Published on July 2nd, 2007 | by Erich Becker0
Brad Bird knows how to make an animated movie, scratch that, Brad Bird knows how to make a masterpiece of a movie, period, his just so happen to be animated films with enough character, class, humor, love, and everything else that goes into making award worthy cinema. After the success of The Incredibles and its adult slant on Pixar’s well known writing, Ratatouille furthers Pixar’s reign as the animation powerhouse in the industry with a masterpiece that can only be described as magnificent.
Ratatouille is the film that justifies the move to computer generated animation from traditional, hand drawn 2D. The film has so much personality, so much style, so much everything in the design of the kitchen right down to the ears of the rats which gives each and every one a little something different to make them stand out.
Sure the story is a bit far fetched, a rat, Remy (Patton Oswalt), longs to become a masterful chief, using his heightened senses to create the most elaborate of dishes. Problem is, as a rat there isn’t a whole lot he can do in the real world. In comes Linguini, a garbage boy with a subtle flair for making dishes that taste horrible. After Remy aids Linguini in making a delicious soup, it’s up to the pair to keep their secret hidden and to avoid any unneeded questions.
Ratatouille isn’t the funniest Pixar film, but for a G-rated animated film, this comedy provides more than enough laughs to make it through it s nearly two-hour runtime. There are times when the film slows down and when plot devices are overused and noticed from miles away, but none of this really matters as the majority of the movie would be considered the “good” part, and these “good” parts nearly blow away any ill-feelings you might have towards the film.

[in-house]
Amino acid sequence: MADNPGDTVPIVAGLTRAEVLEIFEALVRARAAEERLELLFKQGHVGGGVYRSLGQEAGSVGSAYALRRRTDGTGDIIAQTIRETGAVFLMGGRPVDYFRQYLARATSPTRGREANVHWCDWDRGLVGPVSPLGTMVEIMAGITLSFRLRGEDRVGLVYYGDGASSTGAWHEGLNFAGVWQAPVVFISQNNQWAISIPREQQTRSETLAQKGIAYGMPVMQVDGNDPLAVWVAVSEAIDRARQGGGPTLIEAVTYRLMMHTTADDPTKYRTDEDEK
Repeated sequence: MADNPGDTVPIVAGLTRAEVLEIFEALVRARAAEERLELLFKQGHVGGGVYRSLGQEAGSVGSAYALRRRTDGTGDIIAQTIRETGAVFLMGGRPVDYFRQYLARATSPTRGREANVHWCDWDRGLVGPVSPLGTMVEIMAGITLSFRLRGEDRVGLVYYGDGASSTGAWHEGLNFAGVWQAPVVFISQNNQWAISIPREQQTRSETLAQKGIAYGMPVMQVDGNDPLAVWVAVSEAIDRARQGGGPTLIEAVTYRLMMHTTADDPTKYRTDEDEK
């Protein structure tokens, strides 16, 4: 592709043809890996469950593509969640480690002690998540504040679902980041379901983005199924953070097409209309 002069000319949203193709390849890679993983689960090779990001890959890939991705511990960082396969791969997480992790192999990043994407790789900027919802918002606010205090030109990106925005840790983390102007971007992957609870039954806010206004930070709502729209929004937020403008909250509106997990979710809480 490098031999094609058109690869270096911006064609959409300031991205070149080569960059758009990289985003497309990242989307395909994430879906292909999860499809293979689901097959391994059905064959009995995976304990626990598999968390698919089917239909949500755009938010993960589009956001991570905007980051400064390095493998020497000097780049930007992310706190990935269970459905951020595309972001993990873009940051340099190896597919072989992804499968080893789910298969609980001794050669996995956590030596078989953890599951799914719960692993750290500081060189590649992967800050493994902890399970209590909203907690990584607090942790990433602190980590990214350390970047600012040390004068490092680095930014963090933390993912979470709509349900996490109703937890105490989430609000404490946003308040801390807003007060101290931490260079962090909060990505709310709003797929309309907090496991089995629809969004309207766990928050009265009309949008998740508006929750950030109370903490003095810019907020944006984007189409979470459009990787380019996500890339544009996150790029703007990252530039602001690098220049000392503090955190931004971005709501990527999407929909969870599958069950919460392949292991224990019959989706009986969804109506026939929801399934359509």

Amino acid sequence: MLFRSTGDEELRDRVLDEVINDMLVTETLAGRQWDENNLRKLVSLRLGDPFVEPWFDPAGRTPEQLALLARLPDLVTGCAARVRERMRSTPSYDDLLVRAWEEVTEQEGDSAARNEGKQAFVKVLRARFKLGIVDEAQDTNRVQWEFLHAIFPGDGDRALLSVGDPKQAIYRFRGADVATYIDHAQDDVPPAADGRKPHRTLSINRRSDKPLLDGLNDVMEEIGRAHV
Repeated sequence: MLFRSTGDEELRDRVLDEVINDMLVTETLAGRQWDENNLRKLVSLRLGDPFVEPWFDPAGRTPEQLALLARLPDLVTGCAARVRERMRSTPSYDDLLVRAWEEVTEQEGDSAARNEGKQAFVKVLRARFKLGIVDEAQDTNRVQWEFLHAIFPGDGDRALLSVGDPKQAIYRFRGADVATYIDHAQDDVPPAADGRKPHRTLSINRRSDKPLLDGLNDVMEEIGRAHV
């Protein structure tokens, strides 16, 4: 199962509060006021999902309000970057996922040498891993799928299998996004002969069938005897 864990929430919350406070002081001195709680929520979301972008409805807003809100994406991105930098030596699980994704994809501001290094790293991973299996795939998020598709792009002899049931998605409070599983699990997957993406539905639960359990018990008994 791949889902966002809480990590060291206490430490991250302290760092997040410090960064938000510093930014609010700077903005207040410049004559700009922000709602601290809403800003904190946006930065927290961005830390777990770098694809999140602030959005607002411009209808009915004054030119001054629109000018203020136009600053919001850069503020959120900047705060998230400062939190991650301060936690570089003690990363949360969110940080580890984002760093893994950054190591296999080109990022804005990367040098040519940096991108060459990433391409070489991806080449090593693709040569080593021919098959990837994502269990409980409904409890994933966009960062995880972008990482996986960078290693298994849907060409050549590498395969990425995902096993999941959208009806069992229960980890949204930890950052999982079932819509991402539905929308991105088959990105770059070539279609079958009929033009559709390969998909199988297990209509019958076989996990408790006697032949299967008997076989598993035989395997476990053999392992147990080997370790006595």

The strongest point is the script, albeit flawed in parts, as described above, the character of Remy is developed in such a way that you honestly feel for him and his plight, do you choose the life you were born for, or do you follow your dream? With a supporting cast including the talents of Brad Garrett, Janeane Garofalo, Will Arnett, and old stand-by John Ratzenberger, there’s a lot of comedy genius working on this film, once again, making each character unique and fitting into Bird’s vision.
Ratatouille is Pixar’s finest film, and regardless of its opening box office numbers, the film’s strongest point is its unforgettable characters. Sure you may not recognize members of the cast, and you may not feel all that great about rats in the kitchen, but this movie is served for you fresh and ready to go. All you need to do is sit back and savor it.